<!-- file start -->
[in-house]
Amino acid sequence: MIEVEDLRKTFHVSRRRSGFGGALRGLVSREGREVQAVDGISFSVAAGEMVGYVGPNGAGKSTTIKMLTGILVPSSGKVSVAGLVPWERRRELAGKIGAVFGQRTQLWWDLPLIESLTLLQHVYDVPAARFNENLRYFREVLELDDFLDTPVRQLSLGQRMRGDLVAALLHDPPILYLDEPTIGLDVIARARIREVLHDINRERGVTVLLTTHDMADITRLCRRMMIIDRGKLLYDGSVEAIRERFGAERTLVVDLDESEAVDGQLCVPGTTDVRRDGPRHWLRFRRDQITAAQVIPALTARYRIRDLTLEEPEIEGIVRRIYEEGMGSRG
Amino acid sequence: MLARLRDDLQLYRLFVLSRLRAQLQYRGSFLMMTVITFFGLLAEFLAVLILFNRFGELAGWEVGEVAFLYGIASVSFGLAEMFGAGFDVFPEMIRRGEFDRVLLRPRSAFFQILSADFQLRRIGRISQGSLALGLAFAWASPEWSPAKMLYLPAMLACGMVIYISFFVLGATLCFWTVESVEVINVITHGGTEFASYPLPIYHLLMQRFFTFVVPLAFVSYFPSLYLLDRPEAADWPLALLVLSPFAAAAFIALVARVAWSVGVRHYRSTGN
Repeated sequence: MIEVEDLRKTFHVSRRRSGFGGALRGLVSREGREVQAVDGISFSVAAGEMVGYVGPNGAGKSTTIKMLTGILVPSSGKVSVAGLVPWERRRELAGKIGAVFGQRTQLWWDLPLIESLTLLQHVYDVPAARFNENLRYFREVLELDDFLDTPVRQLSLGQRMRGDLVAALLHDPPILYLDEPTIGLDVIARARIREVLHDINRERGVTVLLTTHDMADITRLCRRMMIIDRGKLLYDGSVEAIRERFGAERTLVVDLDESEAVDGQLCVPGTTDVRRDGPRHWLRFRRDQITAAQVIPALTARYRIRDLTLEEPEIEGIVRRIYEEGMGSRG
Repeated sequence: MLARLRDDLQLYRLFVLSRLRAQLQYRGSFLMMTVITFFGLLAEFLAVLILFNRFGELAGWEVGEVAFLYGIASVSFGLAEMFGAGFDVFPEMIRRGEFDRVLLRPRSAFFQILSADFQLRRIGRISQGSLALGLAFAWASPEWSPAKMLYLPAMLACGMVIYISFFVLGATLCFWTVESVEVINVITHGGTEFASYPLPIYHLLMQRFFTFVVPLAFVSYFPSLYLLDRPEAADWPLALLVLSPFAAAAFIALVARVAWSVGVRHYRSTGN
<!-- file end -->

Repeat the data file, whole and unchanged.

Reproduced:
[in-house]
Amino acid sequence: MIEVEDLRKTFHVSRRRSGFGGALRGLVSREGREVQAVDGISFSVAAGEMVGYVGPNGAGKSTTIKMLTGILVPSSGKVSVAGLVPWERRRELAGKIGAVFGQRTQLWWDLPLIESLTLLQHVYDVPAARFNENLRYFREVLELDDFLDTPVRQLSLGQRMRGDLVAALLHDPPILYLDEPTIGLDVIARARIREVLHDINRERGVTVLLTTHDMADITRLCRRMMIIDRGKLLYDGSVEAIRERFGAERTLVVDLDESEAVDGQLCVPGTTDVRRDGPRHWLRFRRDQITAAQVIPALTARYRIRDLTLEEPEIEGIVRRIYEEGMGSRG
Amino acid sequence: MLARLRDDLQLYRLFVLSRLRAQLQYRGSFLMMTVITFFGLLAEFLAVLILFNRFGELAGWEVGEVAFLYGIASVSFGLAEMFGAGFDVFPEMIRRGEFDRVLLRPRSAFFQILSADFQLRRIGRISQGSLALGLAFAWASPEWSPAKMLYLPAMLACGMVIYISFFVLGATLCFWTVESVEVINVITHGGTEFASYPLPIYHLLMQRFFTFVVPLAFVSYFPSLYLLDRPEAADWPLALLVLSPFAAAAFIALVARVAWSVGVRHYRSTGN
Repeated sequence: MIEVEDLRKTFHVSRRRSGFGGALRGLVSREGREVQAVDGISFSVAAGEMVGYVGPNGAGKSTTIKMLTGILVPSSGKVSVAGLVPWERRRELAGKIGAVFGQRTQLWWDLPLIESLTLLQHVYDVPAARFNENLRYFREVLELDDFLDTPVRQLSLGQRMRGDLVAALLHDPPILYLDEPTIGLDVIARARIREVLHDINRERGVTVLLTTHDMADITRLCRRMMIIDRGKLLYDGSVEAIRERFGAERTLVVDLDESEAVDGQLCVPGTTDVRRDGPRHWLRFRRDQITAAQVIPALTARYRIRDLTLEEPEIEGIVRRIYEEGMGSRG
Repeated sequence: MLARLRDDLQLYRLFVLSRLRAQLQYRGSFLMMTVITFFGLLAEFLAVLILFNRFGELAGWEVGEVAFLYGIASVSFGLAEMFGAGFDVFPEMIRRGEFDRVLLRPRSAFFQILSADFQLRRIGRISQGSLALGLAFAWASPEWSPAKMLYLPAMLACGMVIYISFFVLGATLCFWTVESVEVINVITHGGTEFASYPLPIYHLLMQRFFTFVVPLAFVSYFPSLYLLDRPEAADWPLALLVLSPFAAAAFIALVARVAWSVGVRHYRSTGN